Japan, Iran’s biggest oil customer, has become the first country to reduce its imports of Iranian oil because of Tehran’s nuclear dispute with the West. Nippon Oil, Japan’s largest refiner, will cut its purchases of Iranian crude oil by 15% this year, Fumiaki Watari, Nippon’s chairman, said last month.
        The 22,000 barrels per day (bpd) cut is only half a per cent of Japan’s total imports. However, the ramifications of this decision could be huge, if other Japanese customers decided to follow suit and turn their backs on the Middle East producer.
        Nippon Oil’s move came as negotiations have intensified in the UN Security Council over the drafting of a resolution that denounces Tehran’s uranium enrichment activities, which many countries suspect are a cover for making nuclear weapons.
        Although another major Japanese oil company, Arabian Oil Company, said it has no plans at the moment to cut imports, the company said it is taking precautions. “We are considering other ways to ensure a stable supply, such as increasing imports from other countries, in the event of an emergency,” Masatoshi Kasuya, a spokesman for AOC Holdings, Inc, Arabian Oil Company’s holding company told Japan Times.

        Here

        Japan, I think, has some contingency plan in place. Japan is not a third-world country run by despots, so it’s frankly insulting to assume they’d be lost without Middle-Eastern oil. And it’s frankly bizarre to assume Japan and Europe rely heavily on Libyan oil, because they don’t. Must of the European oil comes from Europe. Some does come from the Middle East, but typically Saudi Arabia. Libya is 17 as far as production goes. So there are many other nations, I believe, who could ramp up production to meet demand.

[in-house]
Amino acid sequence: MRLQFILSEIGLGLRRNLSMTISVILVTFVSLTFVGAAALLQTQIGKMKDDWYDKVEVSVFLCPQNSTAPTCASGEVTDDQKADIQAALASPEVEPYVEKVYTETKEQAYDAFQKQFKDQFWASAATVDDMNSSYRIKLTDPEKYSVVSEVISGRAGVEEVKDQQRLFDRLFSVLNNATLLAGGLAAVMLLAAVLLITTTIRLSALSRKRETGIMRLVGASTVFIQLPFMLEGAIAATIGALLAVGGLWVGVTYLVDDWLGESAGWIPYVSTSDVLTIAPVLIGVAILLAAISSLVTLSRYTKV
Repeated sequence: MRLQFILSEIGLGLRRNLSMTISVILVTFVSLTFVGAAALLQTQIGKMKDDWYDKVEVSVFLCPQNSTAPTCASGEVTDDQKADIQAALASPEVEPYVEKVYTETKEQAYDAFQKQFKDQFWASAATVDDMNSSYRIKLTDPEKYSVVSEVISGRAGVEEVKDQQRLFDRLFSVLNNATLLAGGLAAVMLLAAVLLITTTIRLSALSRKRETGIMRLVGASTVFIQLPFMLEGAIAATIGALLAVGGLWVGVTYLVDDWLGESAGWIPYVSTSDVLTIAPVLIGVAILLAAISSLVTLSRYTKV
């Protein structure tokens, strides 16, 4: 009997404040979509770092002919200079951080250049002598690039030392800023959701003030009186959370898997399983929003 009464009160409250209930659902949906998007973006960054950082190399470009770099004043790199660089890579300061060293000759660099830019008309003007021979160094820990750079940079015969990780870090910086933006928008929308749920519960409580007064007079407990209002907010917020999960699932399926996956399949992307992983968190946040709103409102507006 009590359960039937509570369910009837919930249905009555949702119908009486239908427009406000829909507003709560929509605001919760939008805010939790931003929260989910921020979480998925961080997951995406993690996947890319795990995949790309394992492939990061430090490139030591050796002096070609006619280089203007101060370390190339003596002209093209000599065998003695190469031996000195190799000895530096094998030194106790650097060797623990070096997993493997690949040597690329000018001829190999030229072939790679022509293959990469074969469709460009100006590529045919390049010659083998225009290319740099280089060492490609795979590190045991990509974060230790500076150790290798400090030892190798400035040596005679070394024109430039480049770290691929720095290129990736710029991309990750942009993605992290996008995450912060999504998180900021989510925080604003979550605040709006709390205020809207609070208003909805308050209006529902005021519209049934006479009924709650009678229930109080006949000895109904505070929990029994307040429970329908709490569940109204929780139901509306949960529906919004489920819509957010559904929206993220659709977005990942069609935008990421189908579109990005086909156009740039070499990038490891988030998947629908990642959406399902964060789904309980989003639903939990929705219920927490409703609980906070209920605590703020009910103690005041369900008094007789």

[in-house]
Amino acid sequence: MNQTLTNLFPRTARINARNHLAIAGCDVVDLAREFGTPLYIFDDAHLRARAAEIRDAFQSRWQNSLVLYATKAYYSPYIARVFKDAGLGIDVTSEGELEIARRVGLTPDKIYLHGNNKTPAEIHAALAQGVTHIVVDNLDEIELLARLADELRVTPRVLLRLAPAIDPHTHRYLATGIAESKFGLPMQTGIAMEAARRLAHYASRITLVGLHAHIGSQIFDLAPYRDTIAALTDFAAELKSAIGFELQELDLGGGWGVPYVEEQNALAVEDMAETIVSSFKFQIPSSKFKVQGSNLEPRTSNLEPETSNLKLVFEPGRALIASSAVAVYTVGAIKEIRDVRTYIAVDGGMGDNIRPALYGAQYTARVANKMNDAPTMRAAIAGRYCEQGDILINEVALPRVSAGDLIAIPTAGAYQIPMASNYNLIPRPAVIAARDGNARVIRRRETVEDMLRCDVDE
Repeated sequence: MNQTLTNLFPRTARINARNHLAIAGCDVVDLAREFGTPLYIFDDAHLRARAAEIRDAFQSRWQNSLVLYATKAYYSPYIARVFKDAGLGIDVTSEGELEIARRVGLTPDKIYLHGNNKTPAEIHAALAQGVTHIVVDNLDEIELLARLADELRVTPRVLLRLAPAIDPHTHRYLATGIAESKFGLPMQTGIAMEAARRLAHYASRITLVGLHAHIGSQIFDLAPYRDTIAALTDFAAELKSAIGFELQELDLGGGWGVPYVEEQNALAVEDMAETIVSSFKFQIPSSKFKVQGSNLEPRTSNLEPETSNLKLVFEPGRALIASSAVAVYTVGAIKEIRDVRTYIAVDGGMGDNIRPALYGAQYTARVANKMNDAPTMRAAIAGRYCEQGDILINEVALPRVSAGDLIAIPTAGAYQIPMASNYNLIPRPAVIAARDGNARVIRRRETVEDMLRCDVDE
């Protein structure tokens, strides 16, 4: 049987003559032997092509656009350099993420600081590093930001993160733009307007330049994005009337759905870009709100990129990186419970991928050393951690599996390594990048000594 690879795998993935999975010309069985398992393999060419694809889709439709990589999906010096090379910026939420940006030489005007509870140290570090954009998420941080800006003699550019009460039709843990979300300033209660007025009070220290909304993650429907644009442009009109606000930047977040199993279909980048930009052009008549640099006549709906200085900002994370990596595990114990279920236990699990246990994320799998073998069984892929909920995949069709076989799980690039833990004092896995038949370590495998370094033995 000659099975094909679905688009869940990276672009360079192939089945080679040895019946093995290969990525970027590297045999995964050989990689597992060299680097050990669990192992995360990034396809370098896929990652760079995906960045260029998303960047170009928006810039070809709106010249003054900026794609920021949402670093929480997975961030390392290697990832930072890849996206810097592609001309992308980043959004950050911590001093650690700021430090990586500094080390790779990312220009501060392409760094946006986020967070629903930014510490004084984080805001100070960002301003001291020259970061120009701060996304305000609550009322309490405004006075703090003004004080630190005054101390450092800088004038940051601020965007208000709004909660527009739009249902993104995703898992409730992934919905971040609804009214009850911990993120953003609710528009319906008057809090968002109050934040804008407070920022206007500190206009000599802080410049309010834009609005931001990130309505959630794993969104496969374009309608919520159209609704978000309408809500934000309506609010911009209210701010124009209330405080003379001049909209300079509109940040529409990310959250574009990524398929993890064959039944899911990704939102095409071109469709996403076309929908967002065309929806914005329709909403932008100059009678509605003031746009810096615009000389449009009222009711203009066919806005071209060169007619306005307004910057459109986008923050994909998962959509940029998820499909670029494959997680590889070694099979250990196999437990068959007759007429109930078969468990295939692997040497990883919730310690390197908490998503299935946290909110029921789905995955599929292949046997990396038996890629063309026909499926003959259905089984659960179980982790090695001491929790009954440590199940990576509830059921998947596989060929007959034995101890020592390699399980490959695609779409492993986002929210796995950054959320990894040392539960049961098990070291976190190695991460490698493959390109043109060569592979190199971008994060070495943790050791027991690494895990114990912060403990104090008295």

• Terrance H.

        A small correction. I mistakingly said Europe receives most of its oil from Europe. That’s not accruate. They receive much of it from themselves, but Saudi Arabia and Iran produce much of their oil.

        But, again, the CIA says Saudi Arabia is not at risk for turmoil, currently, and other nations could ramp up production.

        In any event, I don’t see a global depression occuring over this, because I think there are too many oil produces and too many other forms of energy. I could be wrong.

      • SpinnyLiberal

        Oh I know you weren’t thinking of Kendrick as a neocon. He is brilliant, which is why that made me worry. I don’t know. We’re in it now, and who knows what is going to happen?